Once in Earth co-ordinates, the data can also be screened by the error velocity. Error velocity screening only applies to data with four valid beams (and non-zero error velocities). For further infromation on the screening steps, including algorithms, see adcp coordinate transformation_Jan08.pdf

In general, all processing steps and the default parameters used replicate the behaviour of winADCP. We test this as part of our regular software deployment process. If users choose any non-default option, the results will not match winADCPs. The Ott bin-mapping option is not available on winADCP at all. 

Nortek ADCPs are generally three beam and screening is not applied in the data products, except for a fixed 50% correlation screen on Nortek Signature55 data only, applied to match Nortek's Signature Viewer software.

Here is the code for three-beam solutions and transform from Beam to Instrument (XYZ) co-ordinate data:

 Three beam solution and transform
    %% apply the three beam solution
    % Note, for instr data, this may be a bit redundant unless some data has been screened or bin-mapped out
    if Config.coord_EX(4) == '1'  % only 3-beam if the EX parameter is set, this replicates winADCP's behaviour
        isnanBM = isnan(beamMatrix);
        is3beam = squeeze(sum(isnanBM, 1)) == 1;  % index of all bins over time that have 1 NaN only (3 beam)
        transformMatrixRow4 = transformMatrix(4,:).';
        for j = find(any(is3beam,2)).'   % loop over the bin indices that have at least one 3 beam instance
            for k = find(is3beam(j,:))   % loop over the times when the current bin has a 3 beam instance
                isnanThis = isnan(beamMatrix(:,j,k));
                temp = beamMatrix(:,j,k) .* transformMatrixRow4;
                beamMatrix(isnanThis,j,k) = -sum(temp(~isnanThis)) / transformMatrix(4, isnanThis);
        ADCP.processingComments(end+1,1) = {['Three beam solution applied to ' num2str(sum(is3beam(:))) ' individual bins (of ' num2str(numel(beamMatrix)) ' total). ']};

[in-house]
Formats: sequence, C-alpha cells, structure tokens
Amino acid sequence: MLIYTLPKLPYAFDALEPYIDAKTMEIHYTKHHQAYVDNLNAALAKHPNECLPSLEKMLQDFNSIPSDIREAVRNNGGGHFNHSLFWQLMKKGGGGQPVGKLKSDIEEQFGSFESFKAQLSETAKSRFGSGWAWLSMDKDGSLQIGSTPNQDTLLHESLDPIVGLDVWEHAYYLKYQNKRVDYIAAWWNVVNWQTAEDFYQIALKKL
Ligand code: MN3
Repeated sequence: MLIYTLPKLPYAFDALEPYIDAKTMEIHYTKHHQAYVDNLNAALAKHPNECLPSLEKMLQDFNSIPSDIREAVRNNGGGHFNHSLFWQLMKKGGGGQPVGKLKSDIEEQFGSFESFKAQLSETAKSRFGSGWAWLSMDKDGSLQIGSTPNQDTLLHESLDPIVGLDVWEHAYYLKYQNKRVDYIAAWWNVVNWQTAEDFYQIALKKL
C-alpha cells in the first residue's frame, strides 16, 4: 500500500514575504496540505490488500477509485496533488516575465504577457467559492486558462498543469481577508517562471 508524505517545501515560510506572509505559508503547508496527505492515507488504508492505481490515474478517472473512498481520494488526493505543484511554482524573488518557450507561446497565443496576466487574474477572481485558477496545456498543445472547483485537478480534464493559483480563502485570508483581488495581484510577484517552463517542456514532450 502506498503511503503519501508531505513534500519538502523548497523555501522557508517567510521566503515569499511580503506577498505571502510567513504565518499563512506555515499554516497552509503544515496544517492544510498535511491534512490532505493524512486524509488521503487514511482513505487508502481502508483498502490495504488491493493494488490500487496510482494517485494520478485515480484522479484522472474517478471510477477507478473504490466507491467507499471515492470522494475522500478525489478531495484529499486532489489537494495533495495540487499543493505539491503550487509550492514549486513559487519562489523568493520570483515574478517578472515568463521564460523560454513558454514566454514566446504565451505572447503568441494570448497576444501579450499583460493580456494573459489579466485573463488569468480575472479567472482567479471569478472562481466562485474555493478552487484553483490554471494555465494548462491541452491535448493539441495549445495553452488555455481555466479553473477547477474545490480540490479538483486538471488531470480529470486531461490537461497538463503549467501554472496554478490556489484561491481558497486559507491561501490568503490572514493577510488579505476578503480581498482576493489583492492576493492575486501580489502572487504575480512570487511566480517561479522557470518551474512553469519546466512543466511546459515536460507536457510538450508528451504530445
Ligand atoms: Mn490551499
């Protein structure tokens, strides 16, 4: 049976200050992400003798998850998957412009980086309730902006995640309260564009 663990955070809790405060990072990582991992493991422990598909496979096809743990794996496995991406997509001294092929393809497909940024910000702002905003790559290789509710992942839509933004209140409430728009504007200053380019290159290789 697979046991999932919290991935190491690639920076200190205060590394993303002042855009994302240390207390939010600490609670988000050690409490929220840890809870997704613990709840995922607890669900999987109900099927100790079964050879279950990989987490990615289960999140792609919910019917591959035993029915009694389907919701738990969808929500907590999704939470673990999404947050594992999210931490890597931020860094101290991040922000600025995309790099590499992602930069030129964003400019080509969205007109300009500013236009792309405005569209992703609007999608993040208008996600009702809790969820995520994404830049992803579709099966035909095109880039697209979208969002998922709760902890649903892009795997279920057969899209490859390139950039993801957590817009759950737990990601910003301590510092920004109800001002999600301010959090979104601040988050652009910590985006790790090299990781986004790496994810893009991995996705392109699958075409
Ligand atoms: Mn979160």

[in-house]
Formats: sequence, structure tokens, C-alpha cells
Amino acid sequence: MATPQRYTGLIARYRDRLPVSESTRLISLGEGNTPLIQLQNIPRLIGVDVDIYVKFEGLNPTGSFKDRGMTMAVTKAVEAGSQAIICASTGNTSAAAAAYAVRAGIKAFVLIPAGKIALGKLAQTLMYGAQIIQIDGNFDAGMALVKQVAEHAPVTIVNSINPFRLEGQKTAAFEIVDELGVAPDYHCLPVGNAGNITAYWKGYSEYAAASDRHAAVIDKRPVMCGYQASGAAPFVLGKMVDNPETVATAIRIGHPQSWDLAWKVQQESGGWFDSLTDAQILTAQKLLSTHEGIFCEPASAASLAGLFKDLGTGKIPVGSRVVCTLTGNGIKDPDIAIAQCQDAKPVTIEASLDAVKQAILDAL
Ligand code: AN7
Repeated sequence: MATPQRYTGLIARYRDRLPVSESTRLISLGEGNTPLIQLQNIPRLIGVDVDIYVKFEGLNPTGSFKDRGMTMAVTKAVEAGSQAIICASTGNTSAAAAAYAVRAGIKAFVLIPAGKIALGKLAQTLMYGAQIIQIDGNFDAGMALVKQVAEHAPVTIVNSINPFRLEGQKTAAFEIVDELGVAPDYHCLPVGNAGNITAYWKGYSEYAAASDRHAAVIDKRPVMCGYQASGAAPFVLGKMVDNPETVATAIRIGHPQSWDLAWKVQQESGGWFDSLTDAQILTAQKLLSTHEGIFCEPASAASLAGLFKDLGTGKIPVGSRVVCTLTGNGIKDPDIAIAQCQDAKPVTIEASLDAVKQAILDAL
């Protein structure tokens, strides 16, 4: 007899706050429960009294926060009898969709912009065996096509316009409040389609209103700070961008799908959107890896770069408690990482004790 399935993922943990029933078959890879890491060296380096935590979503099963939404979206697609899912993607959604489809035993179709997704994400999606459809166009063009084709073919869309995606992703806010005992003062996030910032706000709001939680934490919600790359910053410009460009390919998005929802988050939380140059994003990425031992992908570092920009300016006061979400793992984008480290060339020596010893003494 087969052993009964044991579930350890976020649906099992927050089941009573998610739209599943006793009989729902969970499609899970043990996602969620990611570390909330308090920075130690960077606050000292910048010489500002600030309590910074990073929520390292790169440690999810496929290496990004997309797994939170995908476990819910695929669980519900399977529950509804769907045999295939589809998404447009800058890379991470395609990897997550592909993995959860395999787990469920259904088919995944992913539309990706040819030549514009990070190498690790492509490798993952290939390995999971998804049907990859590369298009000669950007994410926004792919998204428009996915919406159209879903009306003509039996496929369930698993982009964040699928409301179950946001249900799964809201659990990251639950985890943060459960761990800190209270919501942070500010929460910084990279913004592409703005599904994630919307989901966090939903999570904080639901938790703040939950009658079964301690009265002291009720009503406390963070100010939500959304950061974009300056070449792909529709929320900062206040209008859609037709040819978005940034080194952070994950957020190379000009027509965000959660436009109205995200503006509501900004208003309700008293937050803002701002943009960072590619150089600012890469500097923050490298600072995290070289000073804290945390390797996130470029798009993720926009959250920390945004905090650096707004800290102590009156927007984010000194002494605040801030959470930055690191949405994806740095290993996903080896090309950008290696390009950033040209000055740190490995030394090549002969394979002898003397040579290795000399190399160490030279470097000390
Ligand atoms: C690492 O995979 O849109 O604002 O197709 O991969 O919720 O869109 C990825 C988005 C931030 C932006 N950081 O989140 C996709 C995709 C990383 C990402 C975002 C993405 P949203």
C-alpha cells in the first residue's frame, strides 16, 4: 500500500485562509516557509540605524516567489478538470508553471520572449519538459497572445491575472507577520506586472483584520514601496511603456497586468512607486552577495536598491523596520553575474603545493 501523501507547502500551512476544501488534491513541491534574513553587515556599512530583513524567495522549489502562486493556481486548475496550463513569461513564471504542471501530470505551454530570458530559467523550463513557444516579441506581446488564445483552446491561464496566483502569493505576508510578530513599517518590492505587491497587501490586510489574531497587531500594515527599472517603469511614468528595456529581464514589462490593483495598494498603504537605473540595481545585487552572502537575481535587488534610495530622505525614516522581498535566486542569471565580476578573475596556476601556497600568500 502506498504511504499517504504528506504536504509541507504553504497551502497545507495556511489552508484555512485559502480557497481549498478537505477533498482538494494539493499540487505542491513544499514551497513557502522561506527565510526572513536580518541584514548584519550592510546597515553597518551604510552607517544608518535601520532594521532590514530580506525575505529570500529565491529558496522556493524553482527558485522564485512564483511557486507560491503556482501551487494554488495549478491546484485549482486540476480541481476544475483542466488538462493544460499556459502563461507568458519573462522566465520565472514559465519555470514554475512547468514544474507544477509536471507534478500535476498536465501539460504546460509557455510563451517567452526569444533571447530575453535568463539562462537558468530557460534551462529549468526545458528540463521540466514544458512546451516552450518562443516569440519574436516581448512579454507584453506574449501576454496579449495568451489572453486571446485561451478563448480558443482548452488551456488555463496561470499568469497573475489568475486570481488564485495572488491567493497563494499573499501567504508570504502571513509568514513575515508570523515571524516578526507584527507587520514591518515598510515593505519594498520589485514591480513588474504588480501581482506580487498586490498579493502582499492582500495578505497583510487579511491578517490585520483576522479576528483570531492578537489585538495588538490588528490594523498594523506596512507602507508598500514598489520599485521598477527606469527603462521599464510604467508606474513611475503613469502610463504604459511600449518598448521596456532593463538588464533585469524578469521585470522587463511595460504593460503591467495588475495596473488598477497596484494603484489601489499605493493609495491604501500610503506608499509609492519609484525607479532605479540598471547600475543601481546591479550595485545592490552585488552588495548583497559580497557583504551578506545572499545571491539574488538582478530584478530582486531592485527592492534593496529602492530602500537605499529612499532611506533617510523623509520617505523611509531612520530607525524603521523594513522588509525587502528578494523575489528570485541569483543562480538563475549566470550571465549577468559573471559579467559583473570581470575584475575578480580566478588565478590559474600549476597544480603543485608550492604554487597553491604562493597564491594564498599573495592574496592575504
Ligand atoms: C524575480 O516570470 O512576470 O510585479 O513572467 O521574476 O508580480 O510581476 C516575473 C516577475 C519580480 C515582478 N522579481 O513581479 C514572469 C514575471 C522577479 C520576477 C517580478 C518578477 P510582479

ADCP.processingComments(end+1,1) = {'Three beam solution not applied as the EX command was set to xxx0x. (This matches the behaviour of winADCP which responds to EX(4). We can override this on request, contact us. As a side note, winADCP does not respond to EX(5), the command for bin-mapping; winADCP always does bin-mapping on beam co-ord data.'};
    %% convert bin-mapped, screened and 3-beamed data to XYZ
    vTemp = reshape(beamMatrix, 4, n * p);
    velocityInstrOrEarth = reshape(transformMatrix * vTemp, [m n p]);
Overall Processing Flow:

From Instrument or Beam data:

  • If Instrument co-ordinate data, convert from Instrument to Beam co-ordinate data
  • Exclude bad beams (RDI only, specified by device attribute, forces three-beam solutions to on)
  • Apply correlation screening (RDI only, except for a fixed 50% screen on Nortek Signature55 data, applied to match Nortek's Signature Viewer software, option available)
  • Apply fish detection screening (RDI only, if requested, tuneable)
  • Apply bin-mapping (RDI default is 'nearest vertical bin', Nortek default is none, option available)
  • Apply three-beam solutions (RDI only, if requested, option available)
  • Transform from Beam co-ordinate data to to Instrument co-ordinate data
  • Rotate Instrument data to true Earth (via a combination of fixed heading/pitch/roll, magnetic declination corrected compass heading and onboard pitch/roll data)
  • Apply error velocity screening (RDI only, option available)
  • Do ensemble averaging if requested (option available)

From Earth data:

  • Do nothing if RDI source file has been rotated to true Earth (via a combination of fixed heading/pitch/roll, magnetic declination corrected compass heading and onboard pitch/roll data),
    otherwise rotate to from magnetic Earth to True Earth (via a combination of fixed heading/pitch/roll, magnetic declination corrected compass heading and onboard pitch/roll data)
  • Apply error velocity screening if the requested threshold is more stringent than the screening applied onboard the device (option available)